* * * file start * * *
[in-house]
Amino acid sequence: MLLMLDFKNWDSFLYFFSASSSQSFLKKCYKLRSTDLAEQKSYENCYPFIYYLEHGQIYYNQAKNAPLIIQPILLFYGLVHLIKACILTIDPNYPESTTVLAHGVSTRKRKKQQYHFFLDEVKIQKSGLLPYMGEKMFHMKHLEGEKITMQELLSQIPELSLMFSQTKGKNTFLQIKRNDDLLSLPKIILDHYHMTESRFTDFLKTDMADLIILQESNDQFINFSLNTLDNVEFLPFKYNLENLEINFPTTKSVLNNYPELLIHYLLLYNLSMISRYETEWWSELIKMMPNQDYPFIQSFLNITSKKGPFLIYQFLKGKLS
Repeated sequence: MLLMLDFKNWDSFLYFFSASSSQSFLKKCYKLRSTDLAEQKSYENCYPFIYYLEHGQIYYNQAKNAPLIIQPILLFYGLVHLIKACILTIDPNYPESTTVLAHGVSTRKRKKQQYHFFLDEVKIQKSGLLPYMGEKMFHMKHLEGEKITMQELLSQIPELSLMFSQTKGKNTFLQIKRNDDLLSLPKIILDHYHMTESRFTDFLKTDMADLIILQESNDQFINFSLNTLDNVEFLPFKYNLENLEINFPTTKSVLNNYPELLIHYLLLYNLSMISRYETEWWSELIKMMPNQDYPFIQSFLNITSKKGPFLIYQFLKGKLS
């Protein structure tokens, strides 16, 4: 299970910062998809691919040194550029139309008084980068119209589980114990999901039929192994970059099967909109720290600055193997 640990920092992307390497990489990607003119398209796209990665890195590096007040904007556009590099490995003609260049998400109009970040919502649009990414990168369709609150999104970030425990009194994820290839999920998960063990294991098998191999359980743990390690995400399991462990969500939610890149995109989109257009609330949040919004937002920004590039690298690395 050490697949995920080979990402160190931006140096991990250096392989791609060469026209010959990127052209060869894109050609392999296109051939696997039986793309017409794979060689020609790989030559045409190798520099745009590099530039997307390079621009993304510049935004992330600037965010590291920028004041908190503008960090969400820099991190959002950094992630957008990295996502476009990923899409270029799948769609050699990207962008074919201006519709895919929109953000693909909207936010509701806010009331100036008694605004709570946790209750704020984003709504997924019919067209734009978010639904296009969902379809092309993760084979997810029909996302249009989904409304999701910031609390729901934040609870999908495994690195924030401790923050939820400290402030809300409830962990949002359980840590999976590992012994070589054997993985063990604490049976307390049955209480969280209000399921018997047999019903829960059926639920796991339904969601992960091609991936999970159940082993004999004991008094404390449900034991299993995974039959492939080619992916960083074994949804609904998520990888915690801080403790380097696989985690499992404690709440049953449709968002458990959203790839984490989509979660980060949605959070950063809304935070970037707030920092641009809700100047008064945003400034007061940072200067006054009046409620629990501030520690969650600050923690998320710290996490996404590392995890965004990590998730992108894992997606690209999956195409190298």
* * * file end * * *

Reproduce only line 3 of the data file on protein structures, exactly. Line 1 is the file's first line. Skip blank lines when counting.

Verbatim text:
Repeated sequence: MLLMLDFKNWDSFLYFFSASSSQSFLKKCYKLRSTDLAEQKSYENCYPFIYYLEHGQIYYNQAKNAPLIIQPILLFYGLVHLIKACILTIDPNYPESTTVLAHGVSTRKRKKQQYHFFLDEVKIQKSGLLPYMGEKMFHMKHLEGEKITMQELLSQIPELSLMFSQTKGKNTFLQIKRNDDLLSLPKIILDHYHMTESRFTDFLKTDMADLIILQESNDQFINFSLNTLDNVEFLPFKYNLENLEINFPTTKSVLNNYPELLIHYLLLYNLSMISRYETEWWSELIKMMPNQDYPFIQSFLNITSKKGPFLIYQFLKGKLS